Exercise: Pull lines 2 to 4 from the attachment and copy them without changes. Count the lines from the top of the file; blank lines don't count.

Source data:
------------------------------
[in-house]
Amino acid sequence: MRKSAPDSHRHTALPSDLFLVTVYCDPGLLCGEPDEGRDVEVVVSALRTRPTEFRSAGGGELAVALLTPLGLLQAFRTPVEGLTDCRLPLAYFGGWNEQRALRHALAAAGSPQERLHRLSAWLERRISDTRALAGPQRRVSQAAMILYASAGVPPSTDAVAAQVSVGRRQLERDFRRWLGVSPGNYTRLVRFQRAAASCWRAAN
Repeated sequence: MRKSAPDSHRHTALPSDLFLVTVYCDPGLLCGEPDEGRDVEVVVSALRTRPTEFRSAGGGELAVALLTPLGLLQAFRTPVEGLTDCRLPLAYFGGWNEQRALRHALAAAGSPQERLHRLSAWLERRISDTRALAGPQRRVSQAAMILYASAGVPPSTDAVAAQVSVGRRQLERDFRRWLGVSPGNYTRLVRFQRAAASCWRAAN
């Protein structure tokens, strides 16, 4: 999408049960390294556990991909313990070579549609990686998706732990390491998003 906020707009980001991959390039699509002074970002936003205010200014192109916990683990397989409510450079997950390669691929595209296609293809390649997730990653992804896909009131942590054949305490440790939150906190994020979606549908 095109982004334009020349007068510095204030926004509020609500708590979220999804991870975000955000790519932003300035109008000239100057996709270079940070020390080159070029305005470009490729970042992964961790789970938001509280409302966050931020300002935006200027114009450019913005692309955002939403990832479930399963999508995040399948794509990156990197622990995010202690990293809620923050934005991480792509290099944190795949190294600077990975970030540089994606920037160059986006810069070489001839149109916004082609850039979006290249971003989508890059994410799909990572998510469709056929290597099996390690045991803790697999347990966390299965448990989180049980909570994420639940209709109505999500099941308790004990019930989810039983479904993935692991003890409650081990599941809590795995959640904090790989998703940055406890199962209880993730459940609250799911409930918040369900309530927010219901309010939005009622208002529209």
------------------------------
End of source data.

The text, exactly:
Amino acid sequence: MRKSAPDSHRHTALPSDLFLVTVYCDPGLLCGEPDEGRDVEVVVSALRTRPTEFRSAGGGELAVALLTPLGLLQAFRTPVEGLTDCRLPLAYFGGWNEQRALRHALAAAGSPQERLHRLSAWLERRISDTRALAGPQRRVSQAAMILYASAGVPPSTDAVAAQVSVGRRQLERDFRRWLGVSPGNYTRLVRFQRAAASCWRAAN
Repeated sequence: MRKSAPDSHRHTALPSDLFLVTVYCDPGLLCGEPDEGRDVEVVVSALRTRPTEFRSAGGGELAVALLTPLGLLQAFRTPVEGLTDCRLPLAYFGGWNEQRALRHALAAAGSPQERLHRLSAWLERRISDTRALAGPQRRVSQAAMILYASAGVPPSTDAVAAQVSVGRRQLERDFRRWLGVSPGNYTRLVRFQRAAASCWRAAN
């Protein structure tokens, strides 16, 4: 999408049960390294556990991909313990070579549609990686998706732990390491998003 906020707009980001991959390039699509002074970002936003205010200014192109916990683990397989409510450079997950390669691929595209296609293809390649997730990653992804896909009131942590054949305490440790939150906190994020979606549908 095109982004334009020349007068510095204030926004509020609500708590979220999804991870975000955000790519932003300035109008000239100057996709270079940070020390080159070029305005470009490729970042992964961790789970938001509280409302966050931020300002935006200027114009450019913005692309955002939403990832479930399963999508995040399948794509990156990197622990995010202690990293809620923050934005991480792509290099944190795949190294600077990975970030540089994606920037160059986006810069070489001839149109916004082609850039979006290249971003989508890059994410799909990572998510469709056929290597099996390690045991803790697999347990966390299965448990989180049980909570994420639940209709109505999500099941308790004990019930989810039983479904993935692991003890409650081990599941809590795995959640904090790989998703940055406890199962209880993730459940609250799911409930918040369900309530927010219901309010939005009622208002529209």